Students' Comedy Script Optioned by Producer Eric Gitter

Courtesy of Nancy Goodman
Noah Goodman, Justin Zaager

Noah Goodman is still in high school while Justin Zaager is in university

Two students have started their Hollywood careers a little early.

Producer Eric Gitter has optioned Cold War, a comedy spec script written by Noah Goodman and Justin Zaager, two young men not only still in their teens, but one of them, Goodman, is still a senior in high school.

Gitter is the producing face of comic publisher Oni Press and its screen shingle, Closed on Mondays, with credits such as Scott Pilgrim vs. the World and The Sixth Gun. But in this case, since Cold War is not a comic book property, he is operating under his personal banner, Chickie the Cop, with his producing partner Peter Schwerin, who served as an exec producer on Scary Movie.

Gitter came across the two boys via his New York City-based attorney, who asked if the producer would mind reading a script that his son and his friend, who hail from Syosset, N.Y. (also the hometown of Judd Apatow and Natalie Portman), had written.

“When you’re in the business, you get a lot ‘My kid did this, can you check it out?’ questions,” Gitter said. “And you want to be nice, but in this case … they really were beyond their years.”

Read more Hollywood Salaries Revealed, From Movie Stars to Agents (and Even Their Assistants)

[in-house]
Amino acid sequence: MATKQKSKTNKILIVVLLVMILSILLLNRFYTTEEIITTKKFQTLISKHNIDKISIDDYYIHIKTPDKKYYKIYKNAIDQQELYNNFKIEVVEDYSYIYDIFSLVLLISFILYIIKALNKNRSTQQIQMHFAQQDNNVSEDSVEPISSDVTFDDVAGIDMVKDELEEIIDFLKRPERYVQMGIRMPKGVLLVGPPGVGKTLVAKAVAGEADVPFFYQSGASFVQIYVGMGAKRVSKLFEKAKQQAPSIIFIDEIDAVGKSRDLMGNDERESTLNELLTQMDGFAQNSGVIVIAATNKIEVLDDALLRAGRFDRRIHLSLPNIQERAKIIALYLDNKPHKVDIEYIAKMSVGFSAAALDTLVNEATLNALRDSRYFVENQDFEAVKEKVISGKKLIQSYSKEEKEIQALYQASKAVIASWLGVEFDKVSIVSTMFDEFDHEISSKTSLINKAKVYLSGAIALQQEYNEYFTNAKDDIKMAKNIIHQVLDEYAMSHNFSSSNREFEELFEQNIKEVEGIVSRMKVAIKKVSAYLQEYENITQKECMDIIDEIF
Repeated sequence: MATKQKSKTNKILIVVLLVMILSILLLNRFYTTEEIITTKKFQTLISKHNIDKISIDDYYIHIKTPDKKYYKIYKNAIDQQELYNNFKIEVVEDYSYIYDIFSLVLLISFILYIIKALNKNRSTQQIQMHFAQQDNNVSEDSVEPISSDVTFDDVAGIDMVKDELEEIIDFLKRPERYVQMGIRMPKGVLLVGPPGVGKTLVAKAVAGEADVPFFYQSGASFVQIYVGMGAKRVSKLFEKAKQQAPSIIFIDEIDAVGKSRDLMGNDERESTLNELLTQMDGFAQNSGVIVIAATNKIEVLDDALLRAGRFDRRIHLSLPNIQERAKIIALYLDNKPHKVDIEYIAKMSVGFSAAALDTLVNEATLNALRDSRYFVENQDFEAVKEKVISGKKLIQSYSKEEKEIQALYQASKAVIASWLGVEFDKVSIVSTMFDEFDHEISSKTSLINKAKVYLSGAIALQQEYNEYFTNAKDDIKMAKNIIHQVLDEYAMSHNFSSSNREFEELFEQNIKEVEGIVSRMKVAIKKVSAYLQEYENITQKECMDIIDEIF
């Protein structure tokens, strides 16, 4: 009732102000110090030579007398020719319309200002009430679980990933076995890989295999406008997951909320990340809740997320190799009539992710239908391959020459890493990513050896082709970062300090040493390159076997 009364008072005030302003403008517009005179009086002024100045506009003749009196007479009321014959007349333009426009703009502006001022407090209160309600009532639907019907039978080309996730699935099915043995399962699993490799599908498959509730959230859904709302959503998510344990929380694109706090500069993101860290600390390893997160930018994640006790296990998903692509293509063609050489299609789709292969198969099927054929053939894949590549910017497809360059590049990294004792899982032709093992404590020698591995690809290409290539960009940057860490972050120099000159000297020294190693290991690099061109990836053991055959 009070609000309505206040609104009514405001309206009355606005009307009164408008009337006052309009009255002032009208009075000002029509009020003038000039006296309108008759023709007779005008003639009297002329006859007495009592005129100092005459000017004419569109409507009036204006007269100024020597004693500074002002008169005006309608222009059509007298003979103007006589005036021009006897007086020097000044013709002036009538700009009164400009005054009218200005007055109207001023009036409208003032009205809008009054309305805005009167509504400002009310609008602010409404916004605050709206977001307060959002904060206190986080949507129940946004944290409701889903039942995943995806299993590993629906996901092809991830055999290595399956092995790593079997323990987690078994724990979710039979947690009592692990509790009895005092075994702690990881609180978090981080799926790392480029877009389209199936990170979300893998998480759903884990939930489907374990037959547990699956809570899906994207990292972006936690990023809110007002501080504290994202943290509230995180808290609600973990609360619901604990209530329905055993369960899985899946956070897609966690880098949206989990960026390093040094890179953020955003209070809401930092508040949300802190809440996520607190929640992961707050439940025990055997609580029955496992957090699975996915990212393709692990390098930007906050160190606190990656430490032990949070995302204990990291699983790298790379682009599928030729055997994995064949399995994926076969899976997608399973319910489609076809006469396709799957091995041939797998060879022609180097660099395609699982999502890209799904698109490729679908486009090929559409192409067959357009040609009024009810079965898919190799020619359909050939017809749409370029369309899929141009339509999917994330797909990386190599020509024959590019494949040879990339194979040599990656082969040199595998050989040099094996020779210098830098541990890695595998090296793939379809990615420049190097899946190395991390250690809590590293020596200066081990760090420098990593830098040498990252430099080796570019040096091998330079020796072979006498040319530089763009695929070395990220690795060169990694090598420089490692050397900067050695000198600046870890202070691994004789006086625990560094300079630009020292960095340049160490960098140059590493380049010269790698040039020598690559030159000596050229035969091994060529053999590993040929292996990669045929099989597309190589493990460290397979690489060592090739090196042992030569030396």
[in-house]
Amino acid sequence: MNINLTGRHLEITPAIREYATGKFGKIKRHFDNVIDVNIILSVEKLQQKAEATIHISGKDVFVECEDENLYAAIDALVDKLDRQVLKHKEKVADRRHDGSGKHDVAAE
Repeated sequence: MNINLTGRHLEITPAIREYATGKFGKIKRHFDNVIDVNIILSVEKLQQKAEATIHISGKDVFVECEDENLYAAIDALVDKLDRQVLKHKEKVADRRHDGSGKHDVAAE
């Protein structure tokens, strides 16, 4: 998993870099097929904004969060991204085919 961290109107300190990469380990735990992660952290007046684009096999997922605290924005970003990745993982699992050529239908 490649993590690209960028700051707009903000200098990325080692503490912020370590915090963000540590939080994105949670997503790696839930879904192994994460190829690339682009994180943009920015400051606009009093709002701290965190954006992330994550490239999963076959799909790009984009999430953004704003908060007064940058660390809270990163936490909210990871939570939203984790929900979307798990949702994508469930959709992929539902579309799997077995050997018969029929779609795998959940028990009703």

Sixteen-year-old Goodman attends Long Island Lutheran High School, where the honor student is also a member of the school’s state champion basketball team. National AP Scholar Zaager, age 18, is a freshman at Northeastern University and is currently on exchange in London, studying theater and writing.

Described as being part inspirational culinary tale, a la Jon Favreau’s food truck hit Chef, and part broad comedy, the script centers on a professionally obsessed but personally unfulfilled attorney who gives up his legal practice for a simpler life of serving up frozen confections. He soon unwittingly finds himself in the midst of an ice cream truck turf war.

Gitter was won over the one simple thing: the script made him laugh.

“You can work on structure, you can learn craft, but you can’t teach funny,” says Gitter. “And these guys just had it. It’s a rare thing.”

The plan is to now to develop the script and then package it before taking it out to financiers.